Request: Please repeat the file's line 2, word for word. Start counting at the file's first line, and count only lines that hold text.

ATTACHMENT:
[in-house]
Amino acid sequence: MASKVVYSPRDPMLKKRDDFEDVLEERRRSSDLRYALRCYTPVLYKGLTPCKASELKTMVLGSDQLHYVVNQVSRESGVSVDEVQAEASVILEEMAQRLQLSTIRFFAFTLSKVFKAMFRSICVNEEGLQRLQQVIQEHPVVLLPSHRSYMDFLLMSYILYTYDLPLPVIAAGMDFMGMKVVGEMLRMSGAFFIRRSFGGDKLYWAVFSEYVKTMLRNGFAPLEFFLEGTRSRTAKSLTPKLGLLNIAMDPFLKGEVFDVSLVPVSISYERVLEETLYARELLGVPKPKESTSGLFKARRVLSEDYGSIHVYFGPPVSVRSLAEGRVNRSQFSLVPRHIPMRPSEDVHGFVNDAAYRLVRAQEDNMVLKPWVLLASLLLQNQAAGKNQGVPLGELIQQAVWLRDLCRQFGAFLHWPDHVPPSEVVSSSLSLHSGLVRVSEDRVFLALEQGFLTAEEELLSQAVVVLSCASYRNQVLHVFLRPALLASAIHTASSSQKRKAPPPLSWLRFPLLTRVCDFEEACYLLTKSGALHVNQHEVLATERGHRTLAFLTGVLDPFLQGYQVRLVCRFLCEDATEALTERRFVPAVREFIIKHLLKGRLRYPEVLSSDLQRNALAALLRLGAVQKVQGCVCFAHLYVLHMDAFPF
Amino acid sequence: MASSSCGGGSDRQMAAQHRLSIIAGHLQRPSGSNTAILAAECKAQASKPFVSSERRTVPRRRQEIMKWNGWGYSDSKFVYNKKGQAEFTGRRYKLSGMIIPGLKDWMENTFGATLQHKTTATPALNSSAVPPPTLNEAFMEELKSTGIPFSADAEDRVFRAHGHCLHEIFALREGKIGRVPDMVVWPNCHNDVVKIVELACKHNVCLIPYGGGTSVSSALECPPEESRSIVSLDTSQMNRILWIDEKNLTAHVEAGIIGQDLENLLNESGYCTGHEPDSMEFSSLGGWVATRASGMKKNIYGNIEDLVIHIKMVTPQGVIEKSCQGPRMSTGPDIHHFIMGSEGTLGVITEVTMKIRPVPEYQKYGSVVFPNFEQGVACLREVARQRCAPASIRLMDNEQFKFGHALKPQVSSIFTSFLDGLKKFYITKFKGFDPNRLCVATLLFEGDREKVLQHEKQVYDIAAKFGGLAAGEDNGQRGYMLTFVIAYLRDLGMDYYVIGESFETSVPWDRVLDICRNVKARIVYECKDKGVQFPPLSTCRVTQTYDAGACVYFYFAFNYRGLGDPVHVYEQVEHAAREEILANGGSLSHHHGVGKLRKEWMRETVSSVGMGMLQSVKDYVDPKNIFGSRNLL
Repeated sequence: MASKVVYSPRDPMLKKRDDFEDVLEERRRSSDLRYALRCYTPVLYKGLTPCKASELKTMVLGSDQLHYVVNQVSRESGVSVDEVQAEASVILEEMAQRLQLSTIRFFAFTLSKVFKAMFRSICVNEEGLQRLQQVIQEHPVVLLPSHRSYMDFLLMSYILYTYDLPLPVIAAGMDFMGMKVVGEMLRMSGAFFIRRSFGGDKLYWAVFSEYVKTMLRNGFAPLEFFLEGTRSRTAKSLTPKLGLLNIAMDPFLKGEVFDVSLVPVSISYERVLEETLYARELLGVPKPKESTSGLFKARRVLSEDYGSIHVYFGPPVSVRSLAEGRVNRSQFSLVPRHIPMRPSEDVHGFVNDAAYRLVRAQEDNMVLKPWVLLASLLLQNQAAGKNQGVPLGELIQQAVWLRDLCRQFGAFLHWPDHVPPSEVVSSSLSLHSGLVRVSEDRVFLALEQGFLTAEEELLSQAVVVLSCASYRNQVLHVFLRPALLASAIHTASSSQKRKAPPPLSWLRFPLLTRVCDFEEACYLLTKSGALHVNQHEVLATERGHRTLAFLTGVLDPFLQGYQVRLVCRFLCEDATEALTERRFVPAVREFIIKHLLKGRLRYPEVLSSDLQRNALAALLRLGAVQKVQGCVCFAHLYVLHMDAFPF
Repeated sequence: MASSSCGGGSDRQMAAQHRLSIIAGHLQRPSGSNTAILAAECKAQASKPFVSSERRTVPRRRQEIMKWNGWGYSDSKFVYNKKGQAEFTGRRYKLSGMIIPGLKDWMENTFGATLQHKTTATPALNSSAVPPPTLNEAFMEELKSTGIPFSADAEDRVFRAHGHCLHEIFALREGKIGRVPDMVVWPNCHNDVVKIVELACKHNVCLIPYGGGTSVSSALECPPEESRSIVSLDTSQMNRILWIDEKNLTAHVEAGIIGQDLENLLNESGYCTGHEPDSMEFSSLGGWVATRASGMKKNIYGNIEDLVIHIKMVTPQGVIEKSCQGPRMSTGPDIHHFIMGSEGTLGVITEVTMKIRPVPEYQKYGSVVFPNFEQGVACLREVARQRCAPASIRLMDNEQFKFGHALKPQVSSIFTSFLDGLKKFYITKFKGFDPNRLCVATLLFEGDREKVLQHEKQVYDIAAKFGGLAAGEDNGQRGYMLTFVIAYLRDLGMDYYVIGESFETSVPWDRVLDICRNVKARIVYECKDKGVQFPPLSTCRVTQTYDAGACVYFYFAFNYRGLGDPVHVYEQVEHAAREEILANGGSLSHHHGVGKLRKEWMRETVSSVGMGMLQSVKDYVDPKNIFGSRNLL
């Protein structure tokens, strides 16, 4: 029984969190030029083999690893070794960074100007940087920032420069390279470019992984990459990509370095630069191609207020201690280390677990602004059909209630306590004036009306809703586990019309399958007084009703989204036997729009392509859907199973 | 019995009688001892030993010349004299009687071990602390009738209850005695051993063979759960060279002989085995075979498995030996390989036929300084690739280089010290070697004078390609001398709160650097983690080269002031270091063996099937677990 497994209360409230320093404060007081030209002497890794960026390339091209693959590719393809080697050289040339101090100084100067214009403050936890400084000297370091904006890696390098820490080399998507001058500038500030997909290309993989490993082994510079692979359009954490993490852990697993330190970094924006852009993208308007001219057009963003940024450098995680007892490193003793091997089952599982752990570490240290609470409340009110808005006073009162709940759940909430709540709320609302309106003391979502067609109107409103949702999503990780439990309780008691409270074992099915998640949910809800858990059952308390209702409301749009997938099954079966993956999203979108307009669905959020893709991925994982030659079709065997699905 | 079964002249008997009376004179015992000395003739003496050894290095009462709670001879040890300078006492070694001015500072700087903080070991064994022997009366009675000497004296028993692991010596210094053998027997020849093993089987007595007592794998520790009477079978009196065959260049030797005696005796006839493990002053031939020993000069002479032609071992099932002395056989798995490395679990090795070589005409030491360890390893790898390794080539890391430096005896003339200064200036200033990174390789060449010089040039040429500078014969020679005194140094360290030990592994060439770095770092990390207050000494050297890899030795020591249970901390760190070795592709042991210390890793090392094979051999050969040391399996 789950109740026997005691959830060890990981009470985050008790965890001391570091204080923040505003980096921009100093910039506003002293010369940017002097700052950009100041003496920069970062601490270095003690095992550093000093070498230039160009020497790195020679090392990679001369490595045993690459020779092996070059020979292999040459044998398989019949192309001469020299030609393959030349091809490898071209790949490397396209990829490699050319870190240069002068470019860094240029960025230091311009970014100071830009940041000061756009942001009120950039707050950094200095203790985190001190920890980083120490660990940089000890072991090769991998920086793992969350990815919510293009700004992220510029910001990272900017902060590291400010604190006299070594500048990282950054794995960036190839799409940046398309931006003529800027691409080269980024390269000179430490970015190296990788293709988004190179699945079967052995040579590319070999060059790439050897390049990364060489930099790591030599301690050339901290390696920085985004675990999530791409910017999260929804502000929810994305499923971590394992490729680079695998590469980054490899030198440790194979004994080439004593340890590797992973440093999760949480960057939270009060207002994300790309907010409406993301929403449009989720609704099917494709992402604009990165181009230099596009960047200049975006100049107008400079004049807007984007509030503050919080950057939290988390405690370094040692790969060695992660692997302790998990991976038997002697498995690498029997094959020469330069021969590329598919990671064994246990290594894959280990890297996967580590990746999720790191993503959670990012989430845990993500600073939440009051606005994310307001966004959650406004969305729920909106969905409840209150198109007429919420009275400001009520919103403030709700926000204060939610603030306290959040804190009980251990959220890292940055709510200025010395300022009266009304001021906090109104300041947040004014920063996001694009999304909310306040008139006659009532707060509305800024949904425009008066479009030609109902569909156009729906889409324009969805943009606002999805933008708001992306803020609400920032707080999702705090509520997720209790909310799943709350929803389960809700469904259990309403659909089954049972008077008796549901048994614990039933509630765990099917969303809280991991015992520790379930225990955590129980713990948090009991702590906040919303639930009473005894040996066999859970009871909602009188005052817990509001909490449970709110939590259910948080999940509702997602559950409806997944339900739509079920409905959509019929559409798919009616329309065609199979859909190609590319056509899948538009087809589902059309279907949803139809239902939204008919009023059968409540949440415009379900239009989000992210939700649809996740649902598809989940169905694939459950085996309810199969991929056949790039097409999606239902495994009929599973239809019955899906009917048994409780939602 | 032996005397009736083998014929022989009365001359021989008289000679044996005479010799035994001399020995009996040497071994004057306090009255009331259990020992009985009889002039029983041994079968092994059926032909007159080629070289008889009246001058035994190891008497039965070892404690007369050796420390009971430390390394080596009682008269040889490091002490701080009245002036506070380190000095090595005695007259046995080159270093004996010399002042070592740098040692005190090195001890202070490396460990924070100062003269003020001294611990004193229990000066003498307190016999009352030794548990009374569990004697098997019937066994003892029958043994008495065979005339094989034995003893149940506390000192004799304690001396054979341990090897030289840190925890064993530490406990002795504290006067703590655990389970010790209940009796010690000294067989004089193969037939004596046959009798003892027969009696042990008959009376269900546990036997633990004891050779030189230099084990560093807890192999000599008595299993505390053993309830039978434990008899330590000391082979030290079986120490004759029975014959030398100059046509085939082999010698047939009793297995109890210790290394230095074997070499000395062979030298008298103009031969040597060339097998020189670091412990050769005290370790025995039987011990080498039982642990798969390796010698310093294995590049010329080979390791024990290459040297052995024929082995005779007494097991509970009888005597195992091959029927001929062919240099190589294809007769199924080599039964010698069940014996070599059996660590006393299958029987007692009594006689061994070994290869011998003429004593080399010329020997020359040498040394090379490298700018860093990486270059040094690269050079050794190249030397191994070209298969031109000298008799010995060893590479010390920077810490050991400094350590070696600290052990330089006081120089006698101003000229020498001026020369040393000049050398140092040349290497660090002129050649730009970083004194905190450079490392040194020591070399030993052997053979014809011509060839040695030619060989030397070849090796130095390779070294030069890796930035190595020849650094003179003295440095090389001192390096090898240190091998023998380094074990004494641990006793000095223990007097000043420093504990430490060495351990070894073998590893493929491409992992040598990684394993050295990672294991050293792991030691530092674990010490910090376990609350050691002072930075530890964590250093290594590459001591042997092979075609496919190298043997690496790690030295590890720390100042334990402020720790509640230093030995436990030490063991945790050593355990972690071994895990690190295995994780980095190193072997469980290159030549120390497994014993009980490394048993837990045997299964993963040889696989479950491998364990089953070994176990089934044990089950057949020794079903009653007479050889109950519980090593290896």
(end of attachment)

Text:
Amino acid sequence: MASKVVYSPRDPMLKKRDDFEDVLEERRRSSDLRYALRCYTPVLYKGLTPCKASELKTMVLGSDQLHYVVNQVSRESGVSVDEVQAEASVILEEMAQRLQLSTIRFFAFTLSKVFKAMFRSICVNEEGLQRLQQVIQEHPVVLLPSHRSYMDFLLMSYILYTYDLPLPVIAAGMDFMGMKVVGEMLRMSGAFFIRRSFGGDKLYWAVFSEYVKTMLRNGFAPLEFFLEGTRSRTAKSLTPKLGLLNIAMDPFLKGEVFDVSLVPVSISYERVLEETLYARELLGVPKPKESTSGLFKARRVLSEDYGSIHVYFGPPVSVRSLAEGRVNRSQFSLVPRHIPMRPSEDVHGFVNDAAYRLVRAQEDNMVLKPWVLLASLLLQNQAAGKNQGVPLGELIQQAVWLRDLCRQFGAFLHWPDHVPPSEVVSSSLSLHSGLVRVSEDRVFLALEQGFLTAEEELLSQAVVVLSCASYRNQVLHVFLRPALLASAIHTASSSQKRKAPPPLSWLRFPLLTRVCDFEEACYLLTKSGALHVNQHEVLATERGHRTLAFLTGVLDPFLQGYQVRLVCRFLCEDATEALTERRFVPAVREFIIKHLLKGRLRYPEVLSSDLQRNALAALLRLGAVQKVQGCVCFAHLYVLHMDAFPF